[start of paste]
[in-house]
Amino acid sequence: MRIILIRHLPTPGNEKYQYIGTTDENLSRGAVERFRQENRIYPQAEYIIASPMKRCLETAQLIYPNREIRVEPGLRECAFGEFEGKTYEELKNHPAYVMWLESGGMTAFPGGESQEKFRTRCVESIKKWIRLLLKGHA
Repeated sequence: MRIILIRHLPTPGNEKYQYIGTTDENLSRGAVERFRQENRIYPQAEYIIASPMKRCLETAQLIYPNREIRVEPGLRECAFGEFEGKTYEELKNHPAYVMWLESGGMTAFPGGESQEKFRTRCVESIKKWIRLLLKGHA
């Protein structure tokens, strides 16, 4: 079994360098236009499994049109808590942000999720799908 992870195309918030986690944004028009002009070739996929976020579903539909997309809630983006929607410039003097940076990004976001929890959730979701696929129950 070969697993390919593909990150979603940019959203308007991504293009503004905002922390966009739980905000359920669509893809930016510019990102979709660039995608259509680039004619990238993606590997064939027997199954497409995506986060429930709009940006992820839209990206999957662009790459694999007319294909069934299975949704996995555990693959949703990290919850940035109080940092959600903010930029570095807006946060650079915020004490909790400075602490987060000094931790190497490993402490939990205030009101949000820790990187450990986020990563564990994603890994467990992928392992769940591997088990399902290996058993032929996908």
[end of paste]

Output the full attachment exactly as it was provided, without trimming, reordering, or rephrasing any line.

[in-house]
Amino acid sequence: MRIILIRHLPTPGNEKYQYIGTTDENLSRGAVERFRQENRIYPQAEYIIASPMKRCLETAQLIYPNREIRVEPGLRECAFGEFEGKTYEELKNHPAYVMWLESGGMTAFPGGESQEKFRTRCVESIKKWIRLLLKGHA
Repeated sequence: MRIILIRHLPTPGNEKYQYIGTTDENLSRGAVERFRQENRIYPQAEYIIASPMKRCLETAQLIYPNREIRVEPGLRECAFGEFEGKTYEELKNHPAYVMWLESGGMTAFPGGESQEKFRTRCVESIKKWIRLLLKGHA
């Protein structure tokens, strides 16, 4: 079994360098236009499994049109808590942000999720799908 992870195309918030986690944004028009002009070739996929976020579903539909997309809630983006929607410039003097940076990004976001929890959730979701696929129950 070969697993390919593909990150979603940019959203308007991504293009503004905002922390966009739980905000359920669509893809930016510019990102979709660039995608259509680039004619990238993606590997064939027997199954497409995506986060429930709009940006992820839209990206999957662009790459694999007319294909069934299975949704996995555990693959949703990290919850940035109080940092959600903010930029570095807006946060650079915020004490909790400075602490987060000094931790190497490993402490939990205030009101949000820790990187450990986020990563564990994603890994467990992928392992769940591997088990399902290996058993032929996908």